As of this writing, still over half of those in the U.S. who connect to the Internet use telephone modems. While the availability of broadband service is increasing, it is not always affordable or available in the user's geographic area. With the problems associated with the digital divide, those with less money are more likely to connect via telephone modem. And with the lower costs associated with Linux, you as a Linux geek are more likely to have to support home users on single computers with telephone modems.
As a Linux geek, you've probably raved about the advantages of Linux to your friends and relatives. But as a Linux geek, you may be annoyed when they ask, "How do I get on the Internet?"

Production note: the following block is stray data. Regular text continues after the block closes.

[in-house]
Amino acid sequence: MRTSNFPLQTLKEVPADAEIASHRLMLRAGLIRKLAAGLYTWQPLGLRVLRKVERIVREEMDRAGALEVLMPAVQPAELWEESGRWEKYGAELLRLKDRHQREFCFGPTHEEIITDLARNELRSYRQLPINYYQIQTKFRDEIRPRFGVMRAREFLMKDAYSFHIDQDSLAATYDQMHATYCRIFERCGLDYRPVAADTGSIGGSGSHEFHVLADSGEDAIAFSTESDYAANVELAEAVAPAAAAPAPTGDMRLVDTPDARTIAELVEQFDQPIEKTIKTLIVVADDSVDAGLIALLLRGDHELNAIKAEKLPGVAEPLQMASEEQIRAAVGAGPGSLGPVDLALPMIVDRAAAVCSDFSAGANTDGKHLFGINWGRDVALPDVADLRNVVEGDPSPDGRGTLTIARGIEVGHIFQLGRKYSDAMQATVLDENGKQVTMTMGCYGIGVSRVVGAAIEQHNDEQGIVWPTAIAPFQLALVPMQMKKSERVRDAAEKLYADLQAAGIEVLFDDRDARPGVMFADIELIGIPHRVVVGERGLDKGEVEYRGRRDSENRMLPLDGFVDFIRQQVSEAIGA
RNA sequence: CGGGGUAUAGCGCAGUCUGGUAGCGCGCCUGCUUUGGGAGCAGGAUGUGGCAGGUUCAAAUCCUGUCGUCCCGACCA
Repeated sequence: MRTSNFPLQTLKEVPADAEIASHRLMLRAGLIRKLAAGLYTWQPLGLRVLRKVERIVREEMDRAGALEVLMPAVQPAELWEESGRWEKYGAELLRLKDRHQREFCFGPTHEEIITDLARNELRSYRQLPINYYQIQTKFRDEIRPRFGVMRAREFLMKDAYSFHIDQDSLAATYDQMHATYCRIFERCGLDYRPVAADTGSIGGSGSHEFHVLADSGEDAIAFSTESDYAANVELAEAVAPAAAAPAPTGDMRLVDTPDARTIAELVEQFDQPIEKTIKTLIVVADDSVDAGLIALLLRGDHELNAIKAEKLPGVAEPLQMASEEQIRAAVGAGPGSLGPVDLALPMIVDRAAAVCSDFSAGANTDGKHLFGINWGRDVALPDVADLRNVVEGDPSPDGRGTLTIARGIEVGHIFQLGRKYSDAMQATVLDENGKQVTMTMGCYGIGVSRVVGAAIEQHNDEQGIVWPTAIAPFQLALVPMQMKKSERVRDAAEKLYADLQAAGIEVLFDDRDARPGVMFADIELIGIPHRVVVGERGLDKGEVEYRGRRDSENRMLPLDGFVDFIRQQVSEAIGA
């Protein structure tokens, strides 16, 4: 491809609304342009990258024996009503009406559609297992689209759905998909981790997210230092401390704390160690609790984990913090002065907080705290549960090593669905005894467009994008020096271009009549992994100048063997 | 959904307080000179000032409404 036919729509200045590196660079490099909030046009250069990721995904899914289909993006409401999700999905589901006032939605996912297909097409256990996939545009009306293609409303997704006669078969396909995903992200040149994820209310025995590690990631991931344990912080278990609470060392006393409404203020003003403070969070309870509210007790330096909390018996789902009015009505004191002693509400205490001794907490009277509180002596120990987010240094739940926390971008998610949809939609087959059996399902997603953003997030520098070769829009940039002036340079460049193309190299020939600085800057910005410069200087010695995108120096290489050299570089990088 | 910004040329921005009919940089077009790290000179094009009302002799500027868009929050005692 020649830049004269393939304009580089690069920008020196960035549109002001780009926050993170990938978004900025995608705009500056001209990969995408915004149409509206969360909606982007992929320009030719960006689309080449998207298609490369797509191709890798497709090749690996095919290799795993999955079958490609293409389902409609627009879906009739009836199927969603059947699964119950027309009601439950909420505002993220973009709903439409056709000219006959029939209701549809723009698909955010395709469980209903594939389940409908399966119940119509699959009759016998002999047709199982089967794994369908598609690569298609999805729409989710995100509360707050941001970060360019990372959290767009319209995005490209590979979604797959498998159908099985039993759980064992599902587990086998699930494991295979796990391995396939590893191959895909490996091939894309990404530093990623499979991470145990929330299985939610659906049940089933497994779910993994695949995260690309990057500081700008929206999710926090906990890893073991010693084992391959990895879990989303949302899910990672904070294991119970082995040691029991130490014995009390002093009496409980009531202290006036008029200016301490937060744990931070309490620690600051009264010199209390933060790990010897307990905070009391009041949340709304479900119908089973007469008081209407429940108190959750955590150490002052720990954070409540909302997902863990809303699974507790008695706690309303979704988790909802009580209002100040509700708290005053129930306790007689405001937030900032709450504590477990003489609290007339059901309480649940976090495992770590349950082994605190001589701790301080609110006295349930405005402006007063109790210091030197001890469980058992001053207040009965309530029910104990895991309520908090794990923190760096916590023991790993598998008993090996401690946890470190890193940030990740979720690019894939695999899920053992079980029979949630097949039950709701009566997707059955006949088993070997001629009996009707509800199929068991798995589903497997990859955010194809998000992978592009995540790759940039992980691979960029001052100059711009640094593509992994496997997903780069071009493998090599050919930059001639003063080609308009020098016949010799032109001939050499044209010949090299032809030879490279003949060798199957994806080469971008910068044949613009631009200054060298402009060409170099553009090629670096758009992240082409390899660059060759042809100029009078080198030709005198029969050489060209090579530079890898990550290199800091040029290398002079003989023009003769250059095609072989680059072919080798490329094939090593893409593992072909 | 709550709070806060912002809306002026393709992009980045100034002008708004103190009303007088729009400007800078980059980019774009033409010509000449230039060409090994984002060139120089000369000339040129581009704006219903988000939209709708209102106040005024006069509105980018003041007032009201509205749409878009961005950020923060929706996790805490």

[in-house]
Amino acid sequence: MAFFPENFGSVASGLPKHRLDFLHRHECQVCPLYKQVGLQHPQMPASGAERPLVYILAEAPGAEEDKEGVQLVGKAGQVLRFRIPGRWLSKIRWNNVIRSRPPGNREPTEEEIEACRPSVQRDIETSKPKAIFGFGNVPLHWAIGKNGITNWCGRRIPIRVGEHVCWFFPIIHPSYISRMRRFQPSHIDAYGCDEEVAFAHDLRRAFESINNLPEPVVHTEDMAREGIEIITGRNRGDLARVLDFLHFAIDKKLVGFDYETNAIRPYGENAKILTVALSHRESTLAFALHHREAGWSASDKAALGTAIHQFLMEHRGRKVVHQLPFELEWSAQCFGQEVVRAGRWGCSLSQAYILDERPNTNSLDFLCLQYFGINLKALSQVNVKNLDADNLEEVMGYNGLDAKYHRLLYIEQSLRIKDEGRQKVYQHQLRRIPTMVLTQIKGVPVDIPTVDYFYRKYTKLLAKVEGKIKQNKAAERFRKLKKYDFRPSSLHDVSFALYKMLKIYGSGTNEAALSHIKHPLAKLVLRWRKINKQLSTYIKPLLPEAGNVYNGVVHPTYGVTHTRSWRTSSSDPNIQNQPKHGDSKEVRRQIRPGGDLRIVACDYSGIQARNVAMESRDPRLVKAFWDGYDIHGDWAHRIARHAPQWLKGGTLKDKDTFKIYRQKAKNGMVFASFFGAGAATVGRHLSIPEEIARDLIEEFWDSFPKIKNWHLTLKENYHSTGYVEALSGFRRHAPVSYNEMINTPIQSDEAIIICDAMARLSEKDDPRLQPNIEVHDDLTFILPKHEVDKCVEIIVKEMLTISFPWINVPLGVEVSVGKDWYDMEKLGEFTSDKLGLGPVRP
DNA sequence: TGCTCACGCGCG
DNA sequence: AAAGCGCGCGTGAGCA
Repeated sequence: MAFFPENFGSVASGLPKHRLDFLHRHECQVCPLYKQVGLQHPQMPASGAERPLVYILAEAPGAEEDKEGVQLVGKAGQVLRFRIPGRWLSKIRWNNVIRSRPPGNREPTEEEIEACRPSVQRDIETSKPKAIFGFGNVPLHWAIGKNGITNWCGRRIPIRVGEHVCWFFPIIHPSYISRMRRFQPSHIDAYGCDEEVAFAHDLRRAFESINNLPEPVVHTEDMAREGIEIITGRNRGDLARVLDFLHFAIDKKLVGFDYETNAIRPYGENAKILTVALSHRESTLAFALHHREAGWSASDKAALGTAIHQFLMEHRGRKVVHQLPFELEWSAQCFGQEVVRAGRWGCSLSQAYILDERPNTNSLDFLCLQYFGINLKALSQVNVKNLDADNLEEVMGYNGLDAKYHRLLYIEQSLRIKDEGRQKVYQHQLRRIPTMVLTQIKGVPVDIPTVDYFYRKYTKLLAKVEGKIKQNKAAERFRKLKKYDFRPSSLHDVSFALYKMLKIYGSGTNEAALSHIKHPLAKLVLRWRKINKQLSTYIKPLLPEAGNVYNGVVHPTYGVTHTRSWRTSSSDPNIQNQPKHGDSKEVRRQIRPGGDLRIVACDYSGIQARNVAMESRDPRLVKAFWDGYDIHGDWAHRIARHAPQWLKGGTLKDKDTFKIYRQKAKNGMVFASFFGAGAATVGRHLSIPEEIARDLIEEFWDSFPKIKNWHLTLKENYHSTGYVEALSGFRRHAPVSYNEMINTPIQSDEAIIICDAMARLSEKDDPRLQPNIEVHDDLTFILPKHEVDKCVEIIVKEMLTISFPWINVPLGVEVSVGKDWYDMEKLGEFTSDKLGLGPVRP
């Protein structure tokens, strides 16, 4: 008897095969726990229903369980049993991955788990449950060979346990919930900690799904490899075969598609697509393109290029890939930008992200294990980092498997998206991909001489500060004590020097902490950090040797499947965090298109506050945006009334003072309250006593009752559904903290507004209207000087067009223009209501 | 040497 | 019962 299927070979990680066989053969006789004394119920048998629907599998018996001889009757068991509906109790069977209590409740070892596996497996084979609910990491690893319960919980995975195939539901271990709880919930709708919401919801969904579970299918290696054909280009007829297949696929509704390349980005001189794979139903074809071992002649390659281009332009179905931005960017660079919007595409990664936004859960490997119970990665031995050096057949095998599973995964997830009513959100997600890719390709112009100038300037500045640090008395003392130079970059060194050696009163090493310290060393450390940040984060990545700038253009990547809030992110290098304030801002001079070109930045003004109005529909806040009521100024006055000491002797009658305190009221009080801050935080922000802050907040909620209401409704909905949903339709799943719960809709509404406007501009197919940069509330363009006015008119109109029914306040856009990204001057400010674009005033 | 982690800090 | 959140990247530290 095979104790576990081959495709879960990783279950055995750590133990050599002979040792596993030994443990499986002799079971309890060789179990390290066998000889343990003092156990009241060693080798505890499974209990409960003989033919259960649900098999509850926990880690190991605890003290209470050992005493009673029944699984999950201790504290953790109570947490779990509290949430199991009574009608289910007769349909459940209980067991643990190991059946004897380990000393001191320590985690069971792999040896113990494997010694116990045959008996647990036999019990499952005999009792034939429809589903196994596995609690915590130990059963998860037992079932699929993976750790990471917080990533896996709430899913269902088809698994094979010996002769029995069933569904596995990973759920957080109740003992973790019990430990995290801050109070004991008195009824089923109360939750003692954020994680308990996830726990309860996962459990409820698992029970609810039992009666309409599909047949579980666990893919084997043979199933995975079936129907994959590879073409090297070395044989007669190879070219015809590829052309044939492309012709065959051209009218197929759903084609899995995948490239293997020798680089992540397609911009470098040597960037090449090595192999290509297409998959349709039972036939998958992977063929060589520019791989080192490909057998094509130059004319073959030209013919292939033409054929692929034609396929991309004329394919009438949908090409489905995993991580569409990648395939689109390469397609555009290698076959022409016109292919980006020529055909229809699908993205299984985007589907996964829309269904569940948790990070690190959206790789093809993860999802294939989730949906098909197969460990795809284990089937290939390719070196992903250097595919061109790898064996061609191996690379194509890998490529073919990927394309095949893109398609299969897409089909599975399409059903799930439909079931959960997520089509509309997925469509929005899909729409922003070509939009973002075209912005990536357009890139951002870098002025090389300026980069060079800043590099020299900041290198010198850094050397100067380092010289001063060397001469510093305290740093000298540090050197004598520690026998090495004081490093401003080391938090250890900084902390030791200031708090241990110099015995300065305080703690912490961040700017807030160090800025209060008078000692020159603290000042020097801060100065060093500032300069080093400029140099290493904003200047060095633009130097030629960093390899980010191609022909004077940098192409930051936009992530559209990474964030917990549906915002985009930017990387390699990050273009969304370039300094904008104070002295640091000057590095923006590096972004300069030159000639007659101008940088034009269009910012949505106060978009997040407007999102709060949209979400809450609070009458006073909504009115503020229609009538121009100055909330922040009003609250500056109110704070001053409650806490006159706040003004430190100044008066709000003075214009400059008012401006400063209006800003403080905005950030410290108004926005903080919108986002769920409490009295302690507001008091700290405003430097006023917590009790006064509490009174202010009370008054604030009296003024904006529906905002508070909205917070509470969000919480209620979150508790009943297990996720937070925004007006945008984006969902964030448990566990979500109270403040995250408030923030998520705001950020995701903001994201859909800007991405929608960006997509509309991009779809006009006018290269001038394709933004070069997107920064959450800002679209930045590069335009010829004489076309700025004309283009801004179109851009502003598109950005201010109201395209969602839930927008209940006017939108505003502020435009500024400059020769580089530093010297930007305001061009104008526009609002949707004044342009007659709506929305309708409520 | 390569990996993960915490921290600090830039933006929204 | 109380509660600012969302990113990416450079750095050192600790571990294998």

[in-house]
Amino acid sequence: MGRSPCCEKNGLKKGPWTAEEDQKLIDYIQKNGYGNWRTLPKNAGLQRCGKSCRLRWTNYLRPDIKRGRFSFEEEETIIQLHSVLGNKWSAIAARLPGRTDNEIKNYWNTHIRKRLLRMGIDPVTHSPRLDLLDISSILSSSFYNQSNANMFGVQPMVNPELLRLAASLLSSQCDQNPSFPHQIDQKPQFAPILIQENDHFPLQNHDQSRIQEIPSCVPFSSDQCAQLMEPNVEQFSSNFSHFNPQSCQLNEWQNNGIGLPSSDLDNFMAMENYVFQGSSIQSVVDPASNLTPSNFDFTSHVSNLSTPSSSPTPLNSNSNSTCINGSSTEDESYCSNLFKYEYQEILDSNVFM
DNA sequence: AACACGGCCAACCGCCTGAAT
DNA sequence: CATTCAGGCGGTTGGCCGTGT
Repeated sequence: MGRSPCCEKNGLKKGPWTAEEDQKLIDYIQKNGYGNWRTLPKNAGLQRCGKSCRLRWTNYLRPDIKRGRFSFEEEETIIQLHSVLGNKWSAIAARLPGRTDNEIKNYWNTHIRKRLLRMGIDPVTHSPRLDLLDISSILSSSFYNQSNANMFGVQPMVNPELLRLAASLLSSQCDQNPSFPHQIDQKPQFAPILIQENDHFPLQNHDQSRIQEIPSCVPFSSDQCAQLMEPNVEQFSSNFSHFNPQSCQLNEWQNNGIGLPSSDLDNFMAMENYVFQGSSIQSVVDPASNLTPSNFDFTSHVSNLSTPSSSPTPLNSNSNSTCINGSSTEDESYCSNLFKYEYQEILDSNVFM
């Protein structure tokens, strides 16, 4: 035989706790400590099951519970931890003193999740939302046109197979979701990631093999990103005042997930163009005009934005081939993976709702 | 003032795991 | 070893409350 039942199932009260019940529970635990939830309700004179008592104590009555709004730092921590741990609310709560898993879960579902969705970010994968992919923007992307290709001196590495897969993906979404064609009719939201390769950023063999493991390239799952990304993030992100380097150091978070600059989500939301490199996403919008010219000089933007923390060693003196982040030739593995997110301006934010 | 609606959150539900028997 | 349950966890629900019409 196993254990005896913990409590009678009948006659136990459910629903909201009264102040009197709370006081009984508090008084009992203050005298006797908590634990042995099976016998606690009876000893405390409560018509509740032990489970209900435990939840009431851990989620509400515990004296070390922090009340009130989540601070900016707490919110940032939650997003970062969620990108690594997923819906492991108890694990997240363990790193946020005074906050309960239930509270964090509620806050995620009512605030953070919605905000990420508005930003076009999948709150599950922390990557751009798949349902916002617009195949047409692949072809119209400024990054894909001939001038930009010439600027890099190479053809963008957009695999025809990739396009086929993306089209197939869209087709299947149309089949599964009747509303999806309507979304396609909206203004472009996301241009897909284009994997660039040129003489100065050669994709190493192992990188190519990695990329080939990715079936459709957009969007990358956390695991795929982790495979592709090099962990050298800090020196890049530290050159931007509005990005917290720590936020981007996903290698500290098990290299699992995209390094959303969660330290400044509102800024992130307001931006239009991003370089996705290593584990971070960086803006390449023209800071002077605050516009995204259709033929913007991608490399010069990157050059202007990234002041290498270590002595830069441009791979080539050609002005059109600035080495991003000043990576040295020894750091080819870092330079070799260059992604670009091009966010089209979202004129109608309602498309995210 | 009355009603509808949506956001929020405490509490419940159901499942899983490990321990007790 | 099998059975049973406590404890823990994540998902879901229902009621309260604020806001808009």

You'll have to remember that in many cases, these users may not even know that they're using a telephone modem, except for noticing that they can't use the phone.
As of this writing, there is no universal GNOME-based GUI tool to connect to the Internet via telephone modem on our selected distributions. If you need a GNOME-based tool, I personally recommend GNOME PPP. It's available on Debian-based repositories and can also be download and compiled from its current developer home page (in Serbia): http://www.icmreza.co.yu/blogs/vladecks/en/?page_id=4.
The best available tool for regular users who connect via telephone modems, in my opinion, is KPPP. It works equally well on the GNOME and KDE desktop environments. Unfortunately, KPPP does not work for ...